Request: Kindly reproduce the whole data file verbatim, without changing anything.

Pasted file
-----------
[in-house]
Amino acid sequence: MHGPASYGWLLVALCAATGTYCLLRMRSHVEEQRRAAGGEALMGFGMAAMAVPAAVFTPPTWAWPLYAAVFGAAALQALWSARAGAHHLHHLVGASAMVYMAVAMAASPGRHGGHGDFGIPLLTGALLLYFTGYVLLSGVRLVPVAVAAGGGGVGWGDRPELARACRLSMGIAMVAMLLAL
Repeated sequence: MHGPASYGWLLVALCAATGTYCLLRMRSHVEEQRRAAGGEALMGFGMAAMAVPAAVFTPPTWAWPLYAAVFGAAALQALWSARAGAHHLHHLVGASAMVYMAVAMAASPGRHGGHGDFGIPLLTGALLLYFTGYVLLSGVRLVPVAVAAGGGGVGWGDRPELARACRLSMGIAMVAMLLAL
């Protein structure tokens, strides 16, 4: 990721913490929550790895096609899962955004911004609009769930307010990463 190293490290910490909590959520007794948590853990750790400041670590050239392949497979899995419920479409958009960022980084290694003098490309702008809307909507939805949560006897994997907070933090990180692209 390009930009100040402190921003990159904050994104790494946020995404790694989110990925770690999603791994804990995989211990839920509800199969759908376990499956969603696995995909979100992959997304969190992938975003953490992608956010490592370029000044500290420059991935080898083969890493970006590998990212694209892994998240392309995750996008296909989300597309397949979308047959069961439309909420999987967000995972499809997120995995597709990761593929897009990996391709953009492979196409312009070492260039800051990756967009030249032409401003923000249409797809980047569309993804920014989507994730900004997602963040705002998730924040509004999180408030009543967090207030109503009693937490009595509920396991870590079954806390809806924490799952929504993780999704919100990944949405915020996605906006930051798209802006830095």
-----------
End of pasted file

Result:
[in-house]
Amino acid sequence: MHGPASYGWLLVALCAATGTYCLLRMRSHVEEQRRAAGGEALMGFGMAAMAVPAAVFTPPTWAWPLYAAVFGAAALQALWSARAGAHHLHHLVGASAMVYMAVAMAASPGRHGGHGDFGIPLLTGALLLYFTGYVLLSGVRLVPVAVAAGGGGVGWGDRPELARACRLSMGIAMVAMLLAL
Repeated sequence: MHGPASYGWLLVALCAATGTYCLLRMRSHVEEQRRAAGGEALMGFGMAAMAVPAAVFTPPTWAWPLYAAVFGAAALQALWSARAGAHHLHHLVGASAMVYMAVAMAASPGRHGGHGDFGIPLLTGALLLYFTGYVLLSGVRLVPVAVAAGGGGVGWGDRPELARACRLSMGIAMVAMLLAL
């Protein structure tokens, strides 16, 4: 990721913490929550790895096609899962955004911004609009769930307010990463 190293490290910490909590959520007794948590853990750790400041670590050239392949497979899995419920479409958009960022980084290694003098490309702008809307909507939805949560006897994997907070933090990180692209 390009930009100040402190921003990159904050994104790494946020995404790694989110990925770690999603791994804990995989211990839920509800199969759908376990499956969603696995995909979100992959997304969190992938975003953490992608956010490592370029000044500290420059991935080898083969890493970006590998990212694209892994998240392309995750996008296909989300597309397949979308047959069961439309909420999987967000995972499809997120995995597709990761593929897009990996391709953009492979196409312009070492260039800051990756967009030249032409401003923000249409797809980047569309993804920014989507994730900004997602963040705002998730924040509004999180408030009543967090207030109503009693937490009595509920396991870590079954806390809806924490799952929504993780999704919100990944949405915020996605906006930051798209802006830095």